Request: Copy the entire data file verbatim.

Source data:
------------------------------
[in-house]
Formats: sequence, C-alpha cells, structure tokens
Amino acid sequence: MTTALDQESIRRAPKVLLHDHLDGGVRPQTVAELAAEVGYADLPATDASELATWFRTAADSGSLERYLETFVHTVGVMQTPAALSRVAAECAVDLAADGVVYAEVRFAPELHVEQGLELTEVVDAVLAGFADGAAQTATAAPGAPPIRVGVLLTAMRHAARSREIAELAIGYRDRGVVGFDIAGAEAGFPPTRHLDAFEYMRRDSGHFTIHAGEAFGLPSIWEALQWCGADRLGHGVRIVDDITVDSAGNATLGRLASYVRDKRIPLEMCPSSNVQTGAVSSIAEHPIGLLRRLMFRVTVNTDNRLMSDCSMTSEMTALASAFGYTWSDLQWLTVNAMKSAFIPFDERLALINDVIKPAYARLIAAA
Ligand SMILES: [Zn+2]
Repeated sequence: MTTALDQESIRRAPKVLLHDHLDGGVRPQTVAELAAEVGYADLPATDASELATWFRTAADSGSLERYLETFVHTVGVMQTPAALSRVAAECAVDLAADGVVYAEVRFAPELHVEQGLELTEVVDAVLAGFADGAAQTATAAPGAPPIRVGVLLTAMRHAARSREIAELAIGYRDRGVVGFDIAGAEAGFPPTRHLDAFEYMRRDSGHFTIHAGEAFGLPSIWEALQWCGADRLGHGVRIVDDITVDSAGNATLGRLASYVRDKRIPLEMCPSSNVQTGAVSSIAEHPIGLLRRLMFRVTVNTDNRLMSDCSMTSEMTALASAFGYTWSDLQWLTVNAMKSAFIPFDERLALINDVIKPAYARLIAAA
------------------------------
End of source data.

[in-house]
Formats: sequence, C-alpha cells, structure tokens
Amino acid sequence: MTTALDQESIRRAPKVLLHDHLDGGVRPQTVAELAAEVGYADLPATDASELATWFRTAADSGSLERYLETFVHTVGVMQTPAALSRVAAECAVDLAADGVVYAEVRFAPELHVEQGLELTEVVDAVLAGFADGAAQTATAAPGAPPIRVGVLLTAMRHAARSREIAELAIGYRDRGVVGFDIAGAEAGFPPTRHLDAFEYMRRDSGHFTIHAGEAFGLPSIWEALQWCGADRLGHGVRIVDDITVDSAGNATLGRLASYVRDKRIPLEMCPSSNVQTGAVSSIAEHPIGLLRRLMFRVTVNTDNRLMSDCSMTSEMTALASAFGYTWSDLQWLTVNAMKSAFIPFDERLALINDVIKPAYARLIAAA
Ligand SMILES: [Zn+2]
Repeated sequence: MTTALDQESIRRAPKVLLHDHLDGGVRPQTVAELAAEVGYADLPATDASELATWFRTAADSGSLERYLETFVHTVGVMQTPAALSRVAAECAVDLAADGVVYAEVRFAPELHVEQGLELTEVVDAVLAGFADGAAQTATAAPGAPPIRVGVLLTAMRHAARSREIAELAIGYRDRGVVGFDIAGAEAGFPPTRHLDAFEYMRRDSGHFTIHAGEAFGLPSIWEALQWCGADRLGHGVRIVDDITVDSAGNATLGRLASYVRDKRIPLEMCPSSNVQTGAVSSIAEHPIGLLRRLMFRVTVNTDNRLMSDCSMTSEMTALASAFGYTWSDLQWLTVNAMKSAFIPFDERLALINDVIKPAYARLIAAA